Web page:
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that the faculty and students gain from using the equipment he donated. “I was really impressed by the new equipment and I was glad that I was able to have a part in those improvements,” said Weber. “A lot has changed in the 40 years since I had been there, and the University has really made some leaps and bounds.” Gannon prides itself on maintaining state-of-the-art equipment and exceptional computer software and graphics in its Engineering labs. “New equipment is always needed because the labs are a crucial part of the learning process in Engineering,” Torab said. “The students attend lectures and then practice in the laboratory. They learn about the equipment that they will use in their profession.”

Students Reap Rewards

The students involved in the Engineering Program appreciated the improvements that state-of-the-art technology offered. Senior Electrical Engineering major Peter Kingsley shook his head in frustration as he remembered how slow and difficult the older computers were to use. “The programs on the older computers would take a lot longer and even freeze up sometimes, and they were only a few years old,” Kingsley said. In the middle of a project the computer would often freeze and force him to restart. The new computers allow students to get a lot more done in less time.

Meier is also specializing in Power and would like to add a minor in Mathematics by the time he graduates. He chose Gannon because of its reputation and relationship with surrounding companies such as General Electric. The internships, with companies such as GE, allow students to gain more experience in using the most current technology. Senior Engineering major Melanie Blauser recently received an internship with General Electric. “Gannon gave me the ability to get hired by giving me a strong background in the engineering field and offering me the technological experience I needed,” she said. Gannon’s faculty has long recognized the crucial role played by innovation and experimentation within their fields. Through research, practical experience, and innovation, faculty members renew and revitalize their own knowledge. Most of all, they excel at bringing their subjects to life for students through hands-on experience. They know that in order to remain a leading engineering institution, Gannon must not only keep up with the ‘wet-ware,’ knowledge and innovations within the field, but also the ‘hardware’—the equipment, computer software packages and other technology with which the students must be competent as they enter the workforce. Maggie M. Irvine, a junior English major from Greenville, Pennsylvania, is the Communications Department Intern. In addition to her work for Gannon magazine as Editorial Assistant, Irvine is co-editor for Arts and Leisure at The Gannon Knight.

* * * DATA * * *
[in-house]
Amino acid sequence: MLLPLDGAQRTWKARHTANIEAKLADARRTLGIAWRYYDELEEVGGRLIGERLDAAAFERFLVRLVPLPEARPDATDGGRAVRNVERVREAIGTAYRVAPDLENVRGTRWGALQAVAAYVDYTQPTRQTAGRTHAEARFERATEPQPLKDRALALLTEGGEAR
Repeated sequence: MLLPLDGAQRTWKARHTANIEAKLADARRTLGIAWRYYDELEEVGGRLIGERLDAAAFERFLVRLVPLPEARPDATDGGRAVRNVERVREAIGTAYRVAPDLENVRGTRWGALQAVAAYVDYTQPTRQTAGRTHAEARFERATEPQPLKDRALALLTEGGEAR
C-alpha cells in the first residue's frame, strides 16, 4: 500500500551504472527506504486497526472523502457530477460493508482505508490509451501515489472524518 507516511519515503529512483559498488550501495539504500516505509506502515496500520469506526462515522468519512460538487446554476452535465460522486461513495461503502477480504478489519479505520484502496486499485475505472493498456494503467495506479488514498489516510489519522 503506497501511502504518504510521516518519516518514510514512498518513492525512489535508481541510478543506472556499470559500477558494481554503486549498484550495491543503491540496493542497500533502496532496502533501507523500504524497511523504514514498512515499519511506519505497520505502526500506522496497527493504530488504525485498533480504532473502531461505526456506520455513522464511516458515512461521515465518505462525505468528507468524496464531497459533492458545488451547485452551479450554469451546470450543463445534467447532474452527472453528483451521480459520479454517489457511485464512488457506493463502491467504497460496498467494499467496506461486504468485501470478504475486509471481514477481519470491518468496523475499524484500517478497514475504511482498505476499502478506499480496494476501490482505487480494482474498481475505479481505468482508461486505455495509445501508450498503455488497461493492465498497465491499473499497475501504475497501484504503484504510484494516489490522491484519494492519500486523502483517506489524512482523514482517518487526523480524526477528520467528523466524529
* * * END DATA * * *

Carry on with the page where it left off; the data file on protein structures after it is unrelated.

“If you learn the technology while you are in college, you become more valuable in the workforce because there is less that they have to teach you,” said sophomore Electrical Engineering major Sonja Becker. “If you get hired, managers are not going to want to spend the time and money training you to use their computer software or other equipment. The knowledge and know-how can give you a step up on someone else.” “Using the standard computer programs has really helped me get a feel for what kinds of things I’ll be doing when I graduate,” said senior Electrical Engineering major Brandon Meier.

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Profile for Gannon University

Fall/Winter 2003  

Stay in touch and see the history of Gannon as it’s made! Gannon Magazine is published three times annually (Winter, Spring and Summer) by t...

Fall/Winter 2003  

Stay in touch and see the history of Gannon as it’s made! Gannon Magazine is published three times annually (Winter, Spring and Summer) by t...